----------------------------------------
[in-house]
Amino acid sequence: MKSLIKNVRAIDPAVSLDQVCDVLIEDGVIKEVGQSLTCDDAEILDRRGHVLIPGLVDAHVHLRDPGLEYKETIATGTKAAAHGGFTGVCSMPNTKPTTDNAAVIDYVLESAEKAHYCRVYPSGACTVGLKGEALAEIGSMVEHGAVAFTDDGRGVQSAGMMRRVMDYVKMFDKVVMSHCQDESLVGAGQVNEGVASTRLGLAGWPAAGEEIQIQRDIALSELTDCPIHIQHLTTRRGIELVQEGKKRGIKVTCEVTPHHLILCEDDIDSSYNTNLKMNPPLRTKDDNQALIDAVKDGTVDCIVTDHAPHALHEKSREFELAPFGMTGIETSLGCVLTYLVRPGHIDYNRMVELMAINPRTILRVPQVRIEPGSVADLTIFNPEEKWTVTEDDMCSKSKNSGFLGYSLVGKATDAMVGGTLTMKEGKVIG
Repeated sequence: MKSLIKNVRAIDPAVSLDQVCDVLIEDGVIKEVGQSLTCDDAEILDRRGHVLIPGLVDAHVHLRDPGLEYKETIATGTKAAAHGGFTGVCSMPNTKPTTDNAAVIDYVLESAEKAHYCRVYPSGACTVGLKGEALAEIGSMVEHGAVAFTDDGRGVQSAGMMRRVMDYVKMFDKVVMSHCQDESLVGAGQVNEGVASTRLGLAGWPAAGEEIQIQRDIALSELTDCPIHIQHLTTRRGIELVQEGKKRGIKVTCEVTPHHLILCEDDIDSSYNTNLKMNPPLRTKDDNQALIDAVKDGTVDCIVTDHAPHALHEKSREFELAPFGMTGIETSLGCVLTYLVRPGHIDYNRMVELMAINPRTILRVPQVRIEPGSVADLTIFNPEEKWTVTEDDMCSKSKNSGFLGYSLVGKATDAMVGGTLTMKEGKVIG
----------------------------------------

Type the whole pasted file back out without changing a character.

[in-house]
Amino acid sequence: MKSLIKNVRAIDPAVSLDQVCDVLIEDGVIKEVGQSLTCDDAEILDRRGHVLIPGLVDAHVHLRDPGLEYKETIATGTKAAAHGGFTGVCSMPNTKPTTDNAAVIDYVLESAEKAHYCRVYPSGACTVGLKGEALAEIGSMVEHGAVAFTDDGRGVQSAGMMRRVMDYVKMFDKVVMSHCQDESLVGAGQVNEGVASTRLGLAGWPAAGEEIQIQRDIALSELTDCPIHIQHLTTRRGIELVQEGKKRGIKVTCEVTPHHLILCEDDIDSSYNTNLKMNPPLRTKDDNQALIDAVKDGTVDCIVTDHAPHALHEKSREFELAPFGMTGIETSLGCVLTYLVRPGHIDYNRMVELMAINPRTILRVPQVRIEPGSVADLTIFNPEEKWTVTEDDMCSKSKNSGFLGYSLVGKATDAMVGGTLTMKEGKVIG
Repeated sequence: MKSLIKNVRAIDPAVSLDQVCDVLIEDGVIKEVGQSLTCDDAEILDRRGHVLIPGLVDAHVHLRDPGLEYKETIATGTKAAAHGGFTGVCSMPNTKPTTDNAAVIDYVLESAEKAHYCRVYPSGACTVGLKGEALAEIGSMVEHGAVAFTDDGRGVQSAGMMRRVMDYVKMFDKVVMSHCQDESLVGAGQVNEGVASTRLGLAGWPAAGEEIQIQRDIALSELTDCPIHIQHLTTRRGIELVQEGKKRGIKVTCEVTPHHLILCEDDIDSSYNTNLKMNPPLRTKDDNQALIDAVKDGTVDCIVTDHAPHALHEKSREFELAPFGMTGIETSLGCVLTYLVRPGHIDYNRMVELMAINPRTILRVPQVRIEPGSVADLTIFNPEEKWTVTEDDMCSKSKNSGFLGYSLVGKATDAMVGGTLTMKEGKVIG